January 2015 Edition Vol.9, Issue 1

2015 Forecast Series—ASCO Priorities and Objectives with Peter Paul Yu, MD, ASCO President

2015 Forecast Series—ASCO Priorities and Objectives with Peter Paul Yu, MD, ASCO President

Peter Paul Yu, MD, FACP, FASCO, Director of Cancer Research, Palo Alto Medical Foundation, Palo Alto, CA, and President, American Society of Clinical Oncology (ASCO)  

OBR: What would you say were the bigger accomplishments for the ASCO membership in 2014 and what are the primary goals for ASCO in 2015?

PY: ASCO membership has now reached 36,000. As a professional society, ASCO is dedicated to supporting our members in their oncology careers wherever they are located in the world and in whatever aspect of oncology they have chosen to pursue, be that patient care, research and/or education. At this point in time, ASCO domestic membership is facing a rapidly changing and challenging environment that is transforming the very definition of what it means to be a community-based clinical oncologist. In 2014, we published our “State of Cancer Care in America” study, which is a deep dive into the status of community oncology and allows comparison to a similar study we performed in 2013. In 2015, look for ASCO’s response to what we have learned as we continue to mark these trends. Recognizing our responsibility to do more than just observe and document, ASCO is launching a new department of Clinical Affairs whose focus will be on actively assisting oncologists in improving healthcare delivery operations at the practice level.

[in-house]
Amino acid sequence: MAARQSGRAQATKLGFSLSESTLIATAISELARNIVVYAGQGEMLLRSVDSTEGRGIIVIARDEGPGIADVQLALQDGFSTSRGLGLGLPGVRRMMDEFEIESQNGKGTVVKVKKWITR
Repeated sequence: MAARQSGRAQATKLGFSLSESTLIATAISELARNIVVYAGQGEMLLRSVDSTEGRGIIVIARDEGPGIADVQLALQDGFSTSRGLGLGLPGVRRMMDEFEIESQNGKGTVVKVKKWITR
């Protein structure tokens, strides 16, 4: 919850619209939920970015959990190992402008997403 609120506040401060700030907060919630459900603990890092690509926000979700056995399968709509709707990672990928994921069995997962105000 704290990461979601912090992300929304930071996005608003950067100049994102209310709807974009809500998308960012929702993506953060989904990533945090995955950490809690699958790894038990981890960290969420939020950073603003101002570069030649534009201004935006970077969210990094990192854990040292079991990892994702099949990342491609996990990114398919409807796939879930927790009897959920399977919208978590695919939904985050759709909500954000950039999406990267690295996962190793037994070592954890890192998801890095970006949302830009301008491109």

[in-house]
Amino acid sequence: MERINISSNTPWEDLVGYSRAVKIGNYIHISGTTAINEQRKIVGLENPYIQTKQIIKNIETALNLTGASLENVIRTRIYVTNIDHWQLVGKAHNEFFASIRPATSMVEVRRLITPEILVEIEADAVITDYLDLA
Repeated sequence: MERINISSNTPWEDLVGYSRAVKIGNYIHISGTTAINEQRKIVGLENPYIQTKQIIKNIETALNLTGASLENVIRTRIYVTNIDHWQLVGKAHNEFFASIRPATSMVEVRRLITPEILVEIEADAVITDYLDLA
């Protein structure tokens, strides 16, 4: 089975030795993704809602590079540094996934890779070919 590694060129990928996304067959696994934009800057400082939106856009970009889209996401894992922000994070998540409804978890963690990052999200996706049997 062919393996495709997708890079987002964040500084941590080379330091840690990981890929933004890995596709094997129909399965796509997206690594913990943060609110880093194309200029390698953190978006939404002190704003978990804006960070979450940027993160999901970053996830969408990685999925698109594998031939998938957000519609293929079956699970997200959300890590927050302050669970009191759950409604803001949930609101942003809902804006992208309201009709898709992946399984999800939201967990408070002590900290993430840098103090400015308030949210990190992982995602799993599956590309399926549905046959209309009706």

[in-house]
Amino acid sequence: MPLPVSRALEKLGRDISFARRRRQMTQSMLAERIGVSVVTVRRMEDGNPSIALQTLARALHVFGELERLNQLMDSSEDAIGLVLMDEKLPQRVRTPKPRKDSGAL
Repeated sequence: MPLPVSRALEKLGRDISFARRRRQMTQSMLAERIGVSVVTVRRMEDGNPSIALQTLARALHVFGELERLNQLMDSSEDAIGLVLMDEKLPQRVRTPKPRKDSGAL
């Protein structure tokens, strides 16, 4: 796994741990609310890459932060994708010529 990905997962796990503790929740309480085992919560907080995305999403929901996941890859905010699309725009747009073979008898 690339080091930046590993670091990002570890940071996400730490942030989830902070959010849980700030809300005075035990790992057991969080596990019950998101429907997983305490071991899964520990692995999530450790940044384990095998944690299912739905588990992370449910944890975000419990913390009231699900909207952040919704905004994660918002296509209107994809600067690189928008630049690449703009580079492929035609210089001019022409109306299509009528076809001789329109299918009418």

International oncologists comprise 30% of ASCO members, and in 2015 we will be increasing attention to global health. A Presidential Global Oncology Leadership Task Force led by past-ASCO President Gabriel Hortobagyi is now examining how ASCO can make a difference across the world, working in partnership with other organizations to meet unmet needs where ASCO has resources to contribute. These findings will be incorporated into ASCO’s three year strategic plan which we will unveil in Chicago at the 2015 ASCO Annual Meeting.

OBR: In your role as President of ASCO, you see the big picture of how cancer care is changing in various healthcare systems across the nation. What impresses you the most, both positive and negative, in regards to quality cancer care?